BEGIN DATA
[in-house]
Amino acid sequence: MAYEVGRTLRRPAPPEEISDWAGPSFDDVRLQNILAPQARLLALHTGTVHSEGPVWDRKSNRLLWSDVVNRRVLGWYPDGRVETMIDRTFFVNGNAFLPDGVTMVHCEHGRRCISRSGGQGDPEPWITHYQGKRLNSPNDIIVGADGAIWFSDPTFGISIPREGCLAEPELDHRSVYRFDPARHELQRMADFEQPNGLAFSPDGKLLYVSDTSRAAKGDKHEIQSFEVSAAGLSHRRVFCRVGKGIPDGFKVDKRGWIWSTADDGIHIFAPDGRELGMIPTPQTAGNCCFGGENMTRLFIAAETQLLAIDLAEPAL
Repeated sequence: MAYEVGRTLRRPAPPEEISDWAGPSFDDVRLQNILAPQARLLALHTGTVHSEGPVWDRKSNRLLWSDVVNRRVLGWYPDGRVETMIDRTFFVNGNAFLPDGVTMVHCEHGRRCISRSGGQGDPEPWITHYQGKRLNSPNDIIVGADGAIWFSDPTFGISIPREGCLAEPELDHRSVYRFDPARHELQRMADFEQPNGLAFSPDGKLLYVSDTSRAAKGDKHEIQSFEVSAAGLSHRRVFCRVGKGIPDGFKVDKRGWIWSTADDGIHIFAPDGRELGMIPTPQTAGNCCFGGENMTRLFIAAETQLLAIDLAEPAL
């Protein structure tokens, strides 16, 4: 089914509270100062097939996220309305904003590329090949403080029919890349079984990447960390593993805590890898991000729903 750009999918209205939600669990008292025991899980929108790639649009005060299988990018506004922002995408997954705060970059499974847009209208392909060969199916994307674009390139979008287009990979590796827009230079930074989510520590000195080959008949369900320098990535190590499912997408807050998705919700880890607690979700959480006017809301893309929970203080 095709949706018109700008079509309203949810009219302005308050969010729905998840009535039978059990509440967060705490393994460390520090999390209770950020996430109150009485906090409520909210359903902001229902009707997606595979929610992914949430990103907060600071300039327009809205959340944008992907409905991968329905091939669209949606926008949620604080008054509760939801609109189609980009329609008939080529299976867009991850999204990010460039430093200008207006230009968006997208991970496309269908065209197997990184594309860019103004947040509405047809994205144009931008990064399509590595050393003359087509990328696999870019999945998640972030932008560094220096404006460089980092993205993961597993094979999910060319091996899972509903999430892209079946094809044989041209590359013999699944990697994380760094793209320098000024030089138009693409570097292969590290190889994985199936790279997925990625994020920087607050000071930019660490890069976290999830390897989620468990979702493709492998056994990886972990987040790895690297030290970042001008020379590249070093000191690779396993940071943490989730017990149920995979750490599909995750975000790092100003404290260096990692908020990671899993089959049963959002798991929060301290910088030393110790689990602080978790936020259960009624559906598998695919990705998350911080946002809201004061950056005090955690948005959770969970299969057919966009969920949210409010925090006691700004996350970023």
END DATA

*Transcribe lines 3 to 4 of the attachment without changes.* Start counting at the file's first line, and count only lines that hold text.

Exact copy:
Repeated sequence: MAYEVGRTLRRPAPPEEISDWAGPSFDDVRLQNILAPQARLLALHTGTVHSEGPVWDRKSNRLLWSDVVNRRVLGWYPDGRVETMIDRTFFVNGNAFLPDGVTMVHCEHGRRCISRSGGQGDPEPWITHYQGKRLNSPNDIIVGADGAIWFSDPTFGISIPREGCLAEPELDHRSVYRFDPARHELQRMADFEQPNGLAFSPDGKLLYVSDTSRAAKGDKHEIQSFEVSAAGLSHRRVFCRVGKGIPDGFKVDKRGWIWSTADDGIHIFAPDGRELGMIPTPQTAGNCCFGGENMTRLFIAAETQLLAIDLAEPAL
């Protein structure tokens, strides 16, 4: 089914509270100062097939996220309305904003590329090949403080029919890349079984990447960390593993805590890898991000729903 750009999918209205939600669990008292025991899980929108790639649009005060299988990018506004922002995408997954705060970059499974847009209208392909060969199916994307674009390139979008287009990979590796827009230079930074989510520590000195080959008949369900320098990535190590499912997408807050998705919700880890607690979700959480006017809301893309929970203080 095709949706018109700008079509309203949810009219302005308050969010729905998840009535039978059990509440967060705490393994460390520090999390209770950020996430109150009485906090409520909210359903902001229902009707997606595979929610992914949430990103907060600071300039327009809205959340944008992907409905991968329905091939669209949606926008949620604080008054509760939801609109189609980009329609008939080529299976867009991850999204990010460039430093200008207006230009968006997208991970496309269908065209197997990184594309860019103004947040509405047809994205144009931008990064399509590595050393003359087509990328696999870019999945998640972030932008560094220096404006460089980092993205993961597993094979999910060319091996899972509903999430892209079946094809044989041209590359013999699944990697994380760094793209320098000024030089138009693409570097292969590290190889994985199936790279997925990625994020920087607050000071930019660490890069976290999830390897989620468990979702493709492998056994990886972990987040790895690297030290970042001008020379590249070093000191690779396993940071943490989730017990149920995979750490599909995750975000790092100003404290260096990692908020990671899993089959049963959002798991929060301290910088030393110790689990602080978790936020259960009624559906598998695919990705998350911080946002809201004061950056005090955690948005959770969970299969057919966009969920949210409010925090006691700004996350970023």